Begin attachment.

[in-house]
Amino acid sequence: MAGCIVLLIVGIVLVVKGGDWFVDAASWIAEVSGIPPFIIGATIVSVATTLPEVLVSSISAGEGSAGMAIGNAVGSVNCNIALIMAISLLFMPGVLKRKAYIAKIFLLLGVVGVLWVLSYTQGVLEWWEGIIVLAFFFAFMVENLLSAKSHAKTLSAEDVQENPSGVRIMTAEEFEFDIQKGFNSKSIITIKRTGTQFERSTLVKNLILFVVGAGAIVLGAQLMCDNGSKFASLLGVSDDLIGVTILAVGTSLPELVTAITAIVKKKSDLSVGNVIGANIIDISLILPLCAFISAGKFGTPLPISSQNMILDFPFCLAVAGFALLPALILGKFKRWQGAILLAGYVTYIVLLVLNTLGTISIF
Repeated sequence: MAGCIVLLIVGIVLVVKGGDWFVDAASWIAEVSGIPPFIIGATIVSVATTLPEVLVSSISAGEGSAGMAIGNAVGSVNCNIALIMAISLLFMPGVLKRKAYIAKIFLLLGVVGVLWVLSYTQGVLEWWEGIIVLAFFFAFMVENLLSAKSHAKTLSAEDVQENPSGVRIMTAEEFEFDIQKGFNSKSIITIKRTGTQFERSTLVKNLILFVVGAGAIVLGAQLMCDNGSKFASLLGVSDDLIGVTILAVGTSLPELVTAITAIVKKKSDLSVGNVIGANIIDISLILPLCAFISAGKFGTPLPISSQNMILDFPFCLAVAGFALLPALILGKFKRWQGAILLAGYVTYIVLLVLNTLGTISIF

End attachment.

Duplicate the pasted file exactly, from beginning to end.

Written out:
[in-house]
Amino acid sequence: MAGCIVLLIVGIVLVVKGGDWFVDAASWIAEVSGIPPFIIGATIVSVATTLPEVLVSSISAGEGSAGMAIGNAVGSVNCNIALIMAISLLFMPGVLKRKAYIAKIFLLLGVVGVLWVLSYTQGVLEWWEGIIVLAFFFAFMVENLLSAKSHAKTLSAEDVQENPSGVRIMTAEEFEFDIQKGFNSKSIITIKRTGTQFERSTLVKNLILFVVGAGAIVLGAQLMCDNGSKFASLLGVSDDLIGVTILAVGTSLPELVTAITAIVKKKSDLSVGNVIGANIIDISLILPLCAFISAGKFGTPLPISSQNMILDFPFCLAVAGFALLPALILGKFKRWQGAILLAGYVTYIVLLVLNTLGTISIF
Repeated sequence: MAGCIVLLIVGIVLVVKGGDWFVDAASWIAEVSGIPPFIIGATIVSVATTLPEVLVSSISAGEGSAGMAIGNAVGSVNCNIALIMAISLLFMPGVLKRKAYIAKIFLLLGVVGVLWVLSYTQGVLEWWEGIIVLAFFFAFMVENLLSAKSHAKTLSAEDVQENPSGVRIMTAEEFEFDIQKGFNSKSIITIKRTGTQFERSTLVKNLILFVVGAGAIVLGAQLMCDNGSKFASLLGVSDDLIGVTILAVGTSLPELVTAITAIVKKKSDLSVGNVIGANIIDISLILPLCAFISAGKFGTPLPISSQNMILDFPFCLAVAGFALLPALILGKFKRWQGAILLAGYVTYIVLLVLNTLGTISIF